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Even though puppies can be annoying sometimes, their warm nature and easy-to-please character make it a rewarding experience to have them around.
Apart from puppies being friendly, research has shown that having them around helps relieve stress and improve communication between people.
However, having to house train (or toilet train) a puppy is what makes most people cringe.
This usually seems like a daunting task to most puppy owners, especially to people with no experience raising a dog. However, this should not deter you from bringing home a puppy of your choice, since there are several effective house training methods you can employ.
This article is all about house training your puppy. Here’s what we’ll be covering:
- What is house training?
- When To Start House Training A Puppy
- Signs Your Puppy Wants To Relieve Itself
- The Dos & Don’ts Of House Training A Puppy
- How To House Train A Puppy
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What is house training?
House training is a term used to describe the methods employed to help train a dog on exactly where it should empty its bowels. It can also be referred to as potty training or toilet training.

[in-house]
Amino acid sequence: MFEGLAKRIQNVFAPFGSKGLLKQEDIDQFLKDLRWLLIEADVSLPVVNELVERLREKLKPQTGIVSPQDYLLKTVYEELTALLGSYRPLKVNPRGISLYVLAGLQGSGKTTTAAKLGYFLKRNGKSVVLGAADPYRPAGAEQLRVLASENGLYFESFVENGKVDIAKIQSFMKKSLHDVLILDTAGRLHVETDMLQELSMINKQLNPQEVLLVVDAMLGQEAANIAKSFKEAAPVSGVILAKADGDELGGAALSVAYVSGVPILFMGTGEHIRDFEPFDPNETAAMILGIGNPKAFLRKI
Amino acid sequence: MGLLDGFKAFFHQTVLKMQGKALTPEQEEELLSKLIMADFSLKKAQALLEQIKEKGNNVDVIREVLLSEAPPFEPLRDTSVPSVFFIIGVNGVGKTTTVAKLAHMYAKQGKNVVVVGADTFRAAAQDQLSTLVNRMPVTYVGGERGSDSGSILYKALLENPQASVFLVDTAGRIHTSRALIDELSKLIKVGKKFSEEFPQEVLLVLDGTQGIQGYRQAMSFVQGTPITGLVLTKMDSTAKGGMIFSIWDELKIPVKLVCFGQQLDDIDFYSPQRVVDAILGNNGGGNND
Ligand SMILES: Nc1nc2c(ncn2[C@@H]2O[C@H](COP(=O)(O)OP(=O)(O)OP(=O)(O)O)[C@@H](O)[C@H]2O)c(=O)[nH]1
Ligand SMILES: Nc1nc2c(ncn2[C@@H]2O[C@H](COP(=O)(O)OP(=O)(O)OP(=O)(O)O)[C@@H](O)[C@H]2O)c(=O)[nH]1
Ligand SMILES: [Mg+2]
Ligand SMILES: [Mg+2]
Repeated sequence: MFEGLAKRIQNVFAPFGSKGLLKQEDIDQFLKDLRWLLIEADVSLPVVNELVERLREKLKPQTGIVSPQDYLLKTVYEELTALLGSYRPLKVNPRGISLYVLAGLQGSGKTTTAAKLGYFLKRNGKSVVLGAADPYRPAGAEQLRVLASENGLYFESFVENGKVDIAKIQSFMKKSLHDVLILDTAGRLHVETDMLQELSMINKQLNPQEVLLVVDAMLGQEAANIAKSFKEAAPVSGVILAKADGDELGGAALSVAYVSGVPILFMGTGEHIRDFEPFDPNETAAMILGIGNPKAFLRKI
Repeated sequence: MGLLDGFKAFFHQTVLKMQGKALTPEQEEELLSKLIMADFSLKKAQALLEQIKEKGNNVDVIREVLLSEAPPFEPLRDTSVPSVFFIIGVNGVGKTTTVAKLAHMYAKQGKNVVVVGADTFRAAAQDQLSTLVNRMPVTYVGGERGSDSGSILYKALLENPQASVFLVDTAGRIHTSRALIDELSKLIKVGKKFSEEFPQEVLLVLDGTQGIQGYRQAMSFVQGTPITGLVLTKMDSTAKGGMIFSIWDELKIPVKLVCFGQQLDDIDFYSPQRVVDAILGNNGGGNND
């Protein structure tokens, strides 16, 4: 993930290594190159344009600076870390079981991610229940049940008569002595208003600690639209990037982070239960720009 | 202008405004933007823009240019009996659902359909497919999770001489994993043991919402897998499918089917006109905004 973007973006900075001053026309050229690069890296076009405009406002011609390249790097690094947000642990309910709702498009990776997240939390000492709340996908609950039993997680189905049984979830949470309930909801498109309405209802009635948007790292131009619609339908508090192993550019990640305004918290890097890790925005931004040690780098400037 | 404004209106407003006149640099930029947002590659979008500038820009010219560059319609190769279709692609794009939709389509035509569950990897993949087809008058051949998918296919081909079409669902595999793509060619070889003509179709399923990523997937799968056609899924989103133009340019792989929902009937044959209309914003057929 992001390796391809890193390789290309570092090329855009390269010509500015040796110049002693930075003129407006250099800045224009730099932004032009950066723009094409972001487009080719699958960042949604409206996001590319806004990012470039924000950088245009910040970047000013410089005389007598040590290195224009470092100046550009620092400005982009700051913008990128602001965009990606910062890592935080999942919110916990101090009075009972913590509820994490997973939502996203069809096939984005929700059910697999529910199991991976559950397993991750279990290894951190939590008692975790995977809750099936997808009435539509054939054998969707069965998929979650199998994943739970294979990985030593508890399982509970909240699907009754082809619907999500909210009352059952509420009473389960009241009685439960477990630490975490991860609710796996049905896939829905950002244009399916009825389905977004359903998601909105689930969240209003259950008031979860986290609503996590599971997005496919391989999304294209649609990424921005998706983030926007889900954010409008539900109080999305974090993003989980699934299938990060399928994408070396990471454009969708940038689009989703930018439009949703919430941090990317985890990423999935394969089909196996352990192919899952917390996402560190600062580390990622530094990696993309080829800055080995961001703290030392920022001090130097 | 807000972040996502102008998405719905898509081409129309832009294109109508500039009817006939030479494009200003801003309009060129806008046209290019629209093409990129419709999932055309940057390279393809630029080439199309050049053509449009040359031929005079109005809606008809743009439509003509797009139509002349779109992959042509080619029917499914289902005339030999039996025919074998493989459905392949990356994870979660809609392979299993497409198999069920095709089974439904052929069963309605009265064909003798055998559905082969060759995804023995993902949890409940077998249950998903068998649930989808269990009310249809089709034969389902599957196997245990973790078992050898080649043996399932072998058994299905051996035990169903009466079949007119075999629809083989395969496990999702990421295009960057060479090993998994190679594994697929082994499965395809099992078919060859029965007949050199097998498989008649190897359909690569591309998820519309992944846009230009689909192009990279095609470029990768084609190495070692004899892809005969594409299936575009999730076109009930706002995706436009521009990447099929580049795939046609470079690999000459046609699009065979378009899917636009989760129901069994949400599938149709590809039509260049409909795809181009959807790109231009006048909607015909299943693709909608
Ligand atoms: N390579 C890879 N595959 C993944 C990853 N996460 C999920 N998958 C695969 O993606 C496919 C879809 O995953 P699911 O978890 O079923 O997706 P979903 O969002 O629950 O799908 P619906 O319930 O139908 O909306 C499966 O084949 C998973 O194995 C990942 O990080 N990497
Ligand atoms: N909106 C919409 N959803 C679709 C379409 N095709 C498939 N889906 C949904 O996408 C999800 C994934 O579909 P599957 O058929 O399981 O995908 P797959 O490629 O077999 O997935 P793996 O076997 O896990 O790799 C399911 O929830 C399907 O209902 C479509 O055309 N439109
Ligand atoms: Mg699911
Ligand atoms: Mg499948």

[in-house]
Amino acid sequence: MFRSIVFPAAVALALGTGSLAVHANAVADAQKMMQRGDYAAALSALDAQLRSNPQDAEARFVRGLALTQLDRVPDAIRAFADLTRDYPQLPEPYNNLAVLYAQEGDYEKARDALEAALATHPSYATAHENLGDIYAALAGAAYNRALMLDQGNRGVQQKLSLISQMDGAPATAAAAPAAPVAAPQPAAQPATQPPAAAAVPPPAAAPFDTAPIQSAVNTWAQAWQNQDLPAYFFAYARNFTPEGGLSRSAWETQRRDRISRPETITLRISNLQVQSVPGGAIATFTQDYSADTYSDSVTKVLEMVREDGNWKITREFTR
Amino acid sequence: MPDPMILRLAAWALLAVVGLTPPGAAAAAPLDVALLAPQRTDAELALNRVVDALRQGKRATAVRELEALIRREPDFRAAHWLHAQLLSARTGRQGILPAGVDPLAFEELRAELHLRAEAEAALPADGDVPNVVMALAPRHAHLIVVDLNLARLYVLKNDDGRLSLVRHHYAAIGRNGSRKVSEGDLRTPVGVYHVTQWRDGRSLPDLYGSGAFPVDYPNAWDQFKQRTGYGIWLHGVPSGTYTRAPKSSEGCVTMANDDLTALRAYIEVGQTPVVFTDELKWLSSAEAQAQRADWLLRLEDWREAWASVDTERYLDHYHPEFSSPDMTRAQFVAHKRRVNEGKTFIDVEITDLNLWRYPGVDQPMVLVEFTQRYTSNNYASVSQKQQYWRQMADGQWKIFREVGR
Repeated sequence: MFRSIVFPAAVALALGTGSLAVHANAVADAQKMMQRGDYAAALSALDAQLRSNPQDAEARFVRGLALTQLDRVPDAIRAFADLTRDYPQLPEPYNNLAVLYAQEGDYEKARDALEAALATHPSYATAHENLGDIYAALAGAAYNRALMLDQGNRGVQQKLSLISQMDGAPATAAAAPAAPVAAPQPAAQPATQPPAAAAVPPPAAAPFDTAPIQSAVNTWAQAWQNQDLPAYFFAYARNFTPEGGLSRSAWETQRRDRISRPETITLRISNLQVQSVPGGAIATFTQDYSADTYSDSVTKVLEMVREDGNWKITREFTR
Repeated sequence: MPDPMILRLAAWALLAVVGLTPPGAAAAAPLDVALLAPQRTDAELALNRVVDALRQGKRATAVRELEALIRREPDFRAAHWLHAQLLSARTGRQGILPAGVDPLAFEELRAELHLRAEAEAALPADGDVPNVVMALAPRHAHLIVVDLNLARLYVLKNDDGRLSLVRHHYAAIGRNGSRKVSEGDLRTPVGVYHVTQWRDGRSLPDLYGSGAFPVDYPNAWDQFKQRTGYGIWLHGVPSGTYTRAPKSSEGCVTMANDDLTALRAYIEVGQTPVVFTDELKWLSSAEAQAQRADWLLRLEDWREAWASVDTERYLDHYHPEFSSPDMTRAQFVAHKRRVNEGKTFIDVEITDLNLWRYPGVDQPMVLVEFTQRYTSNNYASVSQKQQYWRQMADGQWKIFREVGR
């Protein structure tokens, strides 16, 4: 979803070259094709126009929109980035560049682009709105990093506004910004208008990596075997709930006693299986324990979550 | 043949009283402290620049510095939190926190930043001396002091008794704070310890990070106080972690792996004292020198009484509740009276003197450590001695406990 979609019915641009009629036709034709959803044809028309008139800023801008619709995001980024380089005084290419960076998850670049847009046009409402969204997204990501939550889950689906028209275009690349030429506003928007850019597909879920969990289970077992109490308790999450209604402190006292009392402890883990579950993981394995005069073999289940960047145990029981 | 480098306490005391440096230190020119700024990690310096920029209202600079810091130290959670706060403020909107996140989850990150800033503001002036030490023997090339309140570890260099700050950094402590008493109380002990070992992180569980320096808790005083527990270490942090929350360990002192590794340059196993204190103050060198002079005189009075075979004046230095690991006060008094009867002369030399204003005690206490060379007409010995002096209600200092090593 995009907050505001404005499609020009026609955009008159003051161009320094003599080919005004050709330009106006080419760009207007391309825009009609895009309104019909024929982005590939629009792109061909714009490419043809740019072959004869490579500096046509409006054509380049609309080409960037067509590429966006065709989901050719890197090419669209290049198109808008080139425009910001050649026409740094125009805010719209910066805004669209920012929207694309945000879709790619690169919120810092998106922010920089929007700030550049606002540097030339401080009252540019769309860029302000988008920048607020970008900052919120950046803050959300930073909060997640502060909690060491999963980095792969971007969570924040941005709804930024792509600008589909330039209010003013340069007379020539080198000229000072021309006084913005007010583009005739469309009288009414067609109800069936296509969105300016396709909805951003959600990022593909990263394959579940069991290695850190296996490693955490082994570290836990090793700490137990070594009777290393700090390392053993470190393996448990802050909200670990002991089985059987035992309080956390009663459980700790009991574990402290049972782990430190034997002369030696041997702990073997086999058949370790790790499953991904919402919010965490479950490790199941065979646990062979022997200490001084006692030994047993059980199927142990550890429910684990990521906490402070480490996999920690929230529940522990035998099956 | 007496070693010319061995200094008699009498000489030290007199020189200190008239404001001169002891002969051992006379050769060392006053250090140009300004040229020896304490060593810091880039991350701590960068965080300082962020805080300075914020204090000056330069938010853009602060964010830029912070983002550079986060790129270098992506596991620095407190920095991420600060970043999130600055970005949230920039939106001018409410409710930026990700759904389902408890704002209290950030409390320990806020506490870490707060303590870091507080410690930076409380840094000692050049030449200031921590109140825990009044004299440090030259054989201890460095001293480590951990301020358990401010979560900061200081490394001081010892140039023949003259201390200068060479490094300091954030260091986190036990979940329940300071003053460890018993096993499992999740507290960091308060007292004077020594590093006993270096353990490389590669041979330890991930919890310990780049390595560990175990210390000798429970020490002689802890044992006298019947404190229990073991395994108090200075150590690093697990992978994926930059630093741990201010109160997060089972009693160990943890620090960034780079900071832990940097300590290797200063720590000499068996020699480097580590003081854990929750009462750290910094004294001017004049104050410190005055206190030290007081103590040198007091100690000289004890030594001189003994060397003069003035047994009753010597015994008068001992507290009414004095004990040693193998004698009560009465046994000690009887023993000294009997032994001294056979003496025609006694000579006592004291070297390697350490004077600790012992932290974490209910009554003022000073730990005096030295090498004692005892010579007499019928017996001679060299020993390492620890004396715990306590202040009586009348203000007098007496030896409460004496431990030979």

When To Start House Training A Puppy
For most dogs, house training should start when they are young at around 3-4 months old.
During this period, they can quickly grasp training commands and effectively implement them. Although most breeds are fully house trained within 4-6 months, some can take up to one year to catch on.
Some factors determine how long a puppy takes to get fully toilet trained. Below is a list of some of them:
- breed: your dog’s breed plays a significant role in house training. For example, Collies, Bernese Mountain Dogs, and Irish Water Spaniels pups are some of the easiest breeds to potty train. Beagles, Bichons Frises, and Jack Russell Terriers, on the other hand, are among the most challenging species to house train.
- size: smaller dogs are often more difficult to house train when compared to large dogs. This is because their faster metabolism and smaller bladder cause more frequent trips to the bathroom.
Signs That Indicate Your Puppy Wants To Eliminate
Knowing when your dog wants to eliminate is of immense importance during the house training process. It helps you know when to take your puppy to its designated area of toileting in time and also enables you to minimize, if not prevent, accidents.